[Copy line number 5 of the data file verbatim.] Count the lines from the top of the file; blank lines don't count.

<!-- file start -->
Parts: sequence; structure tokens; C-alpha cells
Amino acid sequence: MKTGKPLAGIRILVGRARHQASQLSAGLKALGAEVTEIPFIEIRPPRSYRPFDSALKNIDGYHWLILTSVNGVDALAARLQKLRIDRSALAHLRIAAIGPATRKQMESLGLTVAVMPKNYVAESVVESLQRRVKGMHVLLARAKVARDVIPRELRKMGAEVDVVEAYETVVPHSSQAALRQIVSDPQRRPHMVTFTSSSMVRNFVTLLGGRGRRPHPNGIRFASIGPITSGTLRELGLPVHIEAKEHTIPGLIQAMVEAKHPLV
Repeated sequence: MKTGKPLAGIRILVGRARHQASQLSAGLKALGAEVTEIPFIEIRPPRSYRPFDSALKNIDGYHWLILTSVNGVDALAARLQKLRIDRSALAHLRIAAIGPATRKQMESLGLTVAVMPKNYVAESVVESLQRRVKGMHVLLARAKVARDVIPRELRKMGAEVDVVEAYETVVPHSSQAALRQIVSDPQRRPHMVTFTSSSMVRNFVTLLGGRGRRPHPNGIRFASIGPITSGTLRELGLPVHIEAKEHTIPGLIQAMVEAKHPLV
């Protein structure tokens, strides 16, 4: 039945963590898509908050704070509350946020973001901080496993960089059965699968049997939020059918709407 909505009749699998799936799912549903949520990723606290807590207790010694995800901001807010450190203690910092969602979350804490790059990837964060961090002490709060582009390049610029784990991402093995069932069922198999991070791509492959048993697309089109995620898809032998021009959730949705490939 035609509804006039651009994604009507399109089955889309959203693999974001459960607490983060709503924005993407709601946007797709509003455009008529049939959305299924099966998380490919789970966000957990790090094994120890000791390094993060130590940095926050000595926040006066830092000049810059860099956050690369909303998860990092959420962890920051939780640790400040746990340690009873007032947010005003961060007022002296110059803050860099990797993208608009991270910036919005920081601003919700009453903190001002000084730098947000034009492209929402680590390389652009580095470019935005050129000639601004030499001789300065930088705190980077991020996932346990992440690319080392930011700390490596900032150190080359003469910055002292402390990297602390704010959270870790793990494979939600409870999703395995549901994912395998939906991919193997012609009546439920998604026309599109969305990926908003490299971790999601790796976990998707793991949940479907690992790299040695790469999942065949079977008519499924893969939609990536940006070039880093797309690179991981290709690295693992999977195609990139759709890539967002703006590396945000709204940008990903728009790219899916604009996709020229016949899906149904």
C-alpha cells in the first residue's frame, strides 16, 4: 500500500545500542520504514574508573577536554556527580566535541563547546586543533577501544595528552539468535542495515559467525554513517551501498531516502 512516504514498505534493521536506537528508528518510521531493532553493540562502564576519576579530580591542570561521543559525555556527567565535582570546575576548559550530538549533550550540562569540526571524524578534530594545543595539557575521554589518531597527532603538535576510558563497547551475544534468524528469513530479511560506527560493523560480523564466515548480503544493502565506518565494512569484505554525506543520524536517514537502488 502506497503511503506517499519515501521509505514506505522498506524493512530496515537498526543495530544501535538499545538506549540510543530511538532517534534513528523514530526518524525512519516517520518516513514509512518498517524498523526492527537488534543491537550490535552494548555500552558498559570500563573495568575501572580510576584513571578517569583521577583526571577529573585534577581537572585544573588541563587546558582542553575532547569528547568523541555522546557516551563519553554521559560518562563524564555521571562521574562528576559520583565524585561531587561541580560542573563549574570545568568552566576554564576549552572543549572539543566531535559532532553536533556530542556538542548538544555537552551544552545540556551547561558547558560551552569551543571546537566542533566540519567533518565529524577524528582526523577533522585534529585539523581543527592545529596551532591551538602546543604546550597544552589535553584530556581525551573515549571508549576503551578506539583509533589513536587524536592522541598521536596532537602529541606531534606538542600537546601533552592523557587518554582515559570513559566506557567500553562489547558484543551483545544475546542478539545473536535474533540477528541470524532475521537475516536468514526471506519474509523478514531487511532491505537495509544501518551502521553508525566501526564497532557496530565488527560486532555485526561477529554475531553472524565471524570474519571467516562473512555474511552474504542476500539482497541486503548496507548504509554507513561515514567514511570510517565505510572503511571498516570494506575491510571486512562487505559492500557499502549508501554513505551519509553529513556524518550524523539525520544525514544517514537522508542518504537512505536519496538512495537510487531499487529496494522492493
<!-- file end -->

C-alpha cells in the first residue's frame, strides 16, 4: 500500500545500542520504514574508573577536554556527580566535541563547546586543533577501544595528552539468535542495515559467525554513517551501498531516502 512516504514498505534493521536506537528508528518510521531493532553493540562502564576519576579530580591542570561521543559525555556527567565535582570546575576548559550530538549533550550540562569540526571524524578534530594545543595539557575521554589518531597527532603538535576510558563497547551475544534468524528469513530479511560506527560493523560480523564466515548480503544493502565506518565494512569484505554525506543520524536517514537502488 502506497503511503506517499519515501521509505514506505522498506524493512530496515537498526543495530544501535538499545538506549540510543530511538532517534534513528523514530526518524525512519516517520518516513514509512518498517524498523526492527537488534543491537550490535552494548555500552558498559570500563573495568575501572580510576584513571578517569583521577583526571577529573585534577581537572585544573588541563587546558582542553575532547569528547568523541555522546557516551563519553554521559560518562563524564555521571562521574562528576559520583565524585561531587561541580560542573563549574570545568568552566576554564576549552572543549572539543566531535559532532553536533556530542556538542548538544555537552551544552545540556551547561558547558560551552569551543571546537566542533566540519567533518565529524577524528582526523577533522585534529585539523581543527592545529596551532591551538602546543604546550597544552589535553584530556581525551573515549571508549576503551578506539583509533589513536587524536592522541598521536596532537602529541606531534606538542600537546601533552592523557587518554582515559570513559566506557567500553562489547558484543551483545544475546542478539545473536535474533540477528541470524532475521537475516536468514526471506519474509523478514531487511532491505537495509544501518551502521553508525566501526564497532557496530565488527560486532555485526561477529554475531553472524565471524570474519571467516562473512555474511552474504542476500539482497541486503548496507548504509554507513561515514567514511570510517565505510572503511571498516570494506575491510571486512562487505559492500557499502549508501554513505551519509553529513556524518550524523539525520544525514544517514537522508542518504537512505536519496538512495537510487531499487529496494522492493